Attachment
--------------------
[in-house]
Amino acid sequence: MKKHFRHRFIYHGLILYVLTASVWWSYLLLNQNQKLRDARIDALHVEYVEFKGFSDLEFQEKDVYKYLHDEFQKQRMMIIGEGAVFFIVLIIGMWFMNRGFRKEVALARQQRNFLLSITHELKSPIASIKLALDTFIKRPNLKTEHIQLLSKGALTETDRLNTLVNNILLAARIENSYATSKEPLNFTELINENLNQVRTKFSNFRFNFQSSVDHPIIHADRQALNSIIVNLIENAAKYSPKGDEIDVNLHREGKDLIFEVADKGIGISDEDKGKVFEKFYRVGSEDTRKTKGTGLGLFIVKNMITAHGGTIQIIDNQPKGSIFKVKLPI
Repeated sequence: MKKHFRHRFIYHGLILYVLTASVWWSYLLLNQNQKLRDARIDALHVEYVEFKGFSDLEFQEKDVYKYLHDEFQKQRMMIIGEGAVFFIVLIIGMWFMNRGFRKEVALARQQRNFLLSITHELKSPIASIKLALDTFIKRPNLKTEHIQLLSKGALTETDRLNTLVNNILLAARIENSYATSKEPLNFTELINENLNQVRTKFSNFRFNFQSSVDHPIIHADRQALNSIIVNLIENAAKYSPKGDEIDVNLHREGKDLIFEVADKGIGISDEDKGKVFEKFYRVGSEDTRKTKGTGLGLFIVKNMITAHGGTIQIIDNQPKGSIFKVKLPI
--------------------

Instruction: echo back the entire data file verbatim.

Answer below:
[in-house]
Amino acid sequence: MKKHFRHRFIYHGLILYVLTASVWWSYLLLNQNQKLRDARIDALHVEYVEFKGFSDLEFQEKDVYKYLHDEFQKQRMMIIGEGAVFFIVLIIGMWFMNRGFRKEVALARQQRNFLLSITHELKSPIASIKLALDTFIKRPNLKTEHIQLLSKGALTETDRLNTLVNNILLAARIENSYATSKEPLNFTELINENLNQVRTKFSNFRFNFQSSVDHPIIHADRQALNSIIVNLIENAAKYSPKGDEIDVNLHREGKDLIFEVADKGIGISDEDKGKVFEKFYRVGSEDTRKTKGTGLGLFIVKNMITAHGGTIQIIDNQPKGSIFKVKLPI
Repeated sequence: MKKHFRHRFIYHGLILYVLTASVWWSYLLLNQNQKLRDARIDALHVEYVEFKGFSDLEFQEKDVYKYLHDEFQKQRMMIIGEGAVFFIVLIIGMWFMNRGFRKEVALARQQRNFLLSITHELKSPIASIKLALDTFIKRPNLKTEHIQLLSKGALTETDRLNTLVNNILLAARIENSYATSKEPLNFTELINENLNQVRTKFSNFRFNFQSSVDHPIIHADRQALNSIIVNLIENAAKYSPKGDEIDVNLHREGKDLIFEVADKGIGISDEDKGKVFEKFYRVGSEDTRKTKGTGLGLFIVKNMITAHGGTIQIIDNQPKGSIFKVKLPI